As aforementioned in my previous blog post, living in Seoul and studying at Dongguk has gifted me with various and bizarre opportunities; one of which was an authentic experience at the traditional Buddhist Ssangyesa Temple (쌍계사). Following the 5 hour long coach ride which unfortunately started in the early hours of the morning, we arrived at the temple on the southern island of Jindo with a handful of foreign students and to my surprise, also a large number of Korean natives who were looking to experience the temple stay alongside the welcoming and dedicated monks.
Upon our arrival, we scrambled for appropriate temple-wear and I was left with pieces that could have fit two of me, but it left me feeling the comfiest and freest I had in a long while. After a light rest, we explored the grounds and discovered that even an isolated Buddhist temple won’t be the only place in Korea without wifi;
and then we were called for dinner. For me, personally, I’ve never been a fan of vegan or vegetarian recipes- in fact I aggressively refuse them. My motto is usually if there’s no meat or eggs, I’m not eating. However, after experiencing the taste of temple food, I can genuinely and truthfully admit that I could manage living as a monk (for like two weeks max. though, realistically).
We were then taken for what I guess you could call an introductory class on meditating, which we would then do properly later that coming morning. Although I knew there was a specific process to prayer in Buddhism, I didn’t realise just how precise we had to be; each movement had to held with perfect angles and timing. And then, during the meditation, our backs were to be perfectly straight and our eyes just barely open, minds completely devoid of thought. Our hilarious monk instructor would also particularly enjoy coming round and smacking us straight with the large stick he had employed as a tool of discipline. I got a few whacks considering the awful posture posture I’ve perfected from playing video games my whole life. Anyway. During this first 15 minute, silent meditation period, I couldn’t bring myself to focus. I kept thinking “this really isn’t for me”, “I feel silly”, “what am I supposed to be feeling?”, etc. I tend to be skeptical of religious practice just because they’ve never worked for me and I usually question how much I think they work for other people.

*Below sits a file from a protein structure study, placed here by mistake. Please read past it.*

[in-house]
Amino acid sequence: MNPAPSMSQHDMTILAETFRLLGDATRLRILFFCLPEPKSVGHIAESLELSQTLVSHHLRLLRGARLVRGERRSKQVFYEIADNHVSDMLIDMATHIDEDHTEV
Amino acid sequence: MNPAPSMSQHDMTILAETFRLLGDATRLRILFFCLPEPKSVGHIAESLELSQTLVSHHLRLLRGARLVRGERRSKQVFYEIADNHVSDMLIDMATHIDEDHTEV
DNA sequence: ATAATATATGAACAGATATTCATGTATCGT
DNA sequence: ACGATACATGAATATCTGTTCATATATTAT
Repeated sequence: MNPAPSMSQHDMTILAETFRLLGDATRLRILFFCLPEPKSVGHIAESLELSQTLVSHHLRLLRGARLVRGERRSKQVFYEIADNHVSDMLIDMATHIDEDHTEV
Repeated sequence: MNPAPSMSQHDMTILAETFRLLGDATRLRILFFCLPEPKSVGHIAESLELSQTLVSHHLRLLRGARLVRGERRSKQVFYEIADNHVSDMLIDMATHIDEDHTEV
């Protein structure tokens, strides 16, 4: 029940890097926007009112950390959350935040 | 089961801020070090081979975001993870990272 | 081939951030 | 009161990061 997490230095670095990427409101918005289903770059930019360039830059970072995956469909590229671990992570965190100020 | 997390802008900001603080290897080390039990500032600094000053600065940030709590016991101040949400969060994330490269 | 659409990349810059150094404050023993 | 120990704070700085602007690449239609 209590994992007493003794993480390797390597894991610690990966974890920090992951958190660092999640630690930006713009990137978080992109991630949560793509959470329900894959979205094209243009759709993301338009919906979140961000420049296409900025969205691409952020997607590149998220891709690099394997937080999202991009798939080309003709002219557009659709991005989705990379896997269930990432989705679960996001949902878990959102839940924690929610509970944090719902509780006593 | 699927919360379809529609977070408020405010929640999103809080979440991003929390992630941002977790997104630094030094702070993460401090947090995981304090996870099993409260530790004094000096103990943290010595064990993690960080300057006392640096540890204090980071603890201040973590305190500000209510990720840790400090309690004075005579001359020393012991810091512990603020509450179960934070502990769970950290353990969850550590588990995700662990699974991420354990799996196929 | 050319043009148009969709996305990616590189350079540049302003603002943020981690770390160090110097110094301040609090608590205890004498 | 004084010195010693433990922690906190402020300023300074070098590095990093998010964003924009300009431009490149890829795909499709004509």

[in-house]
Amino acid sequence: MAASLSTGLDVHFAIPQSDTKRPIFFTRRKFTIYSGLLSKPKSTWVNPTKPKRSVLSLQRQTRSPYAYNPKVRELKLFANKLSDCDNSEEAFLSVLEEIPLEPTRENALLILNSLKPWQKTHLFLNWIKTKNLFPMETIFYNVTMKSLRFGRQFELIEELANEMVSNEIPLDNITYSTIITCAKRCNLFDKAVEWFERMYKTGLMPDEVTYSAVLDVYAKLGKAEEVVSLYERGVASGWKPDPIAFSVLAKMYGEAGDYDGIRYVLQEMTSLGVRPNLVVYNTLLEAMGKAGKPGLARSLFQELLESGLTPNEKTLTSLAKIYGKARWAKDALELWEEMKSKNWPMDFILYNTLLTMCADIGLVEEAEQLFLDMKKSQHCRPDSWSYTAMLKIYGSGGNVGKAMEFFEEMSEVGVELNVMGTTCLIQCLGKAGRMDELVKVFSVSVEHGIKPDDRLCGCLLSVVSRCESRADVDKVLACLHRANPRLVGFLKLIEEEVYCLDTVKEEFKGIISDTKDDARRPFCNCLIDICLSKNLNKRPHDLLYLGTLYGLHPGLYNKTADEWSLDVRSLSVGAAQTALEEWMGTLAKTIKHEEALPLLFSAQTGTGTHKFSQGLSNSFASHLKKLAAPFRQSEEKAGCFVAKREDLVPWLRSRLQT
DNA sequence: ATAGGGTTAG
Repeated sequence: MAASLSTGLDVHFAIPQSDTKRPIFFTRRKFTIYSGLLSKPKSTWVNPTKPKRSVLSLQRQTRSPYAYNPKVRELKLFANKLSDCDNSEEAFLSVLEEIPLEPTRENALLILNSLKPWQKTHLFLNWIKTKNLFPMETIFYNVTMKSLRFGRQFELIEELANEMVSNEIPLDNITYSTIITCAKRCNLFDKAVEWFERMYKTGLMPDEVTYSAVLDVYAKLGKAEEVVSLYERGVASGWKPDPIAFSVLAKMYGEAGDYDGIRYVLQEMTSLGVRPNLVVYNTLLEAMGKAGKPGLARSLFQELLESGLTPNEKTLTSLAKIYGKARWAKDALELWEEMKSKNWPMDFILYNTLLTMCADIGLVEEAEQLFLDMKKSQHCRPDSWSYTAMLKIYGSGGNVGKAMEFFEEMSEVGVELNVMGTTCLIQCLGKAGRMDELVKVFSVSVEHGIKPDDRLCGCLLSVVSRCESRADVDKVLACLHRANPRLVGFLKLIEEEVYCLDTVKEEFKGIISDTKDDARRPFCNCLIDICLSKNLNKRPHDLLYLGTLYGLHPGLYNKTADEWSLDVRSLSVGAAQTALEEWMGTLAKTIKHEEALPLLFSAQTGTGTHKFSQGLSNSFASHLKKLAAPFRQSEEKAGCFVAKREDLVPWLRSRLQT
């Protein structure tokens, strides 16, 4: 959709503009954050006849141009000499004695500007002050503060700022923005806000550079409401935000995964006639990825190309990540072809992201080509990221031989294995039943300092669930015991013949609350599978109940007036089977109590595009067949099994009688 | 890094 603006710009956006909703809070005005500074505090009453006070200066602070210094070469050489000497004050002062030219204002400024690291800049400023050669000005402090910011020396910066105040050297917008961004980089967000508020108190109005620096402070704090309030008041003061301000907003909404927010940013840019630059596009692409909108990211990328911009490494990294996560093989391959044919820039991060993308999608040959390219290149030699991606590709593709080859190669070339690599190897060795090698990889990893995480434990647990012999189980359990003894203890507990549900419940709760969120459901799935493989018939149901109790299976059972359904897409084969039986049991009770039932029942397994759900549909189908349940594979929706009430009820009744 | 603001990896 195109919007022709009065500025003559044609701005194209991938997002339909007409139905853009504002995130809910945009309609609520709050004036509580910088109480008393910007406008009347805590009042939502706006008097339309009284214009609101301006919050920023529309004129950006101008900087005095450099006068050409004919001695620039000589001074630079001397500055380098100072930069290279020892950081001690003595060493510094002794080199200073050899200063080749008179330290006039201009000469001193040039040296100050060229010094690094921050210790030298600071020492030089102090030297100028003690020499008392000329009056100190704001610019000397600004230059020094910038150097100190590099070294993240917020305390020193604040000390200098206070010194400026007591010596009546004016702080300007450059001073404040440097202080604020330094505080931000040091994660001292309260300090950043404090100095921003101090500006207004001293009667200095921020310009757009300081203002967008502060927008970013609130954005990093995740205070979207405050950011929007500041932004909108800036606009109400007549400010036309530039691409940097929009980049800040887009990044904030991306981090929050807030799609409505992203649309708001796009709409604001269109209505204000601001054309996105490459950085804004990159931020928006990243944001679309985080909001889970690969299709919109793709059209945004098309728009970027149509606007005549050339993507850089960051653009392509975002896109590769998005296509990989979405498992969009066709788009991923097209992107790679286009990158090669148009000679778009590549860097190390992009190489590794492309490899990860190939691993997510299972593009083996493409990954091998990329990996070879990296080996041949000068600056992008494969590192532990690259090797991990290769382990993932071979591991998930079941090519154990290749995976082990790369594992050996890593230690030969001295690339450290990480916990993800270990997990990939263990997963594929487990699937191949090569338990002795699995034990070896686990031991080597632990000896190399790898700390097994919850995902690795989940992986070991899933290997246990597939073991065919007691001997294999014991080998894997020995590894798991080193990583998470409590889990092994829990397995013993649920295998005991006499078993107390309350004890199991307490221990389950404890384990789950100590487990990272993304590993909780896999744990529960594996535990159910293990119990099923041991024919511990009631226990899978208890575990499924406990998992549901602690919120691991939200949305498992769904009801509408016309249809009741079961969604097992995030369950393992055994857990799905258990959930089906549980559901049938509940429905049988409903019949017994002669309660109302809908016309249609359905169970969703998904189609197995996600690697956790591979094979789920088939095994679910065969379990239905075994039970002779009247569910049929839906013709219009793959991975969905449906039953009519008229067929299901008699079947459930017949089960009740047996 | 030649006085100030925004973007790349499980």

Then we returned to our room and everyone helped arrange the beds and by beds, I mean blankets on the heated floor, which had me sweating my life away but also blessed me with one of the best sleeps I’ve ever had in my life. I was completely knocked out by 10:30, which can sometimes be dinner time for me, so crazy early. And then we were up at 4:30 for our hour and a half long meditiation session, which I was dreading… but ended up being one of the best hour and thirty minutes of my life. I can’t even explain the feeling without sounding ridiculous but it really was curing. Having to stay completely still and silent for so long without worrying about anything, and clearing your mind of any troubling thoughts. I strongly reccommend the experience to anyone and everyone if they ever get the chance to maybe do a temple stay.
Then there was the final activity, ‘the forrest walk’. I wish I could express sarcasm through typing, because this was for sure not a ‘forrest walk’ but a damn mountain hike. I’m not the most fit and healthy person in the world and so this was absolutely no fun for me. Endless steps. Endless. Ok sure, the view from the top was breathtaking and it was nice to say it was something I had achieved, but at this point during my travels I’ve done so many of these hikes and each time, when I’ve reached the peak, I always ask myself: was it really worth it? I’m on the verge of an asthma attack and drenched in sweat. But whatever, my friends always manage to drag me up anyway.
Thinking about the entire experience really does make me feel great though, as although I visited Busan for the festival, Jindo felt like a completely different version to Korea which I have seen on screen and also experienced first hand. Yes, ok, there was still wifi but the serene, natural landscape, lack of sky scrapers, obviously clearer air; all these contrasts really refreshed my understanding of Korean life and separated this concept of capitalism and consumerism from all of Korea. Instead, it made me consider why there is this huge distinction between a modern way of living in the country vs the ultra-traditional lifestyle. A difference that I think is far more drastic and apparent than what we can see with western cities vs countrysides.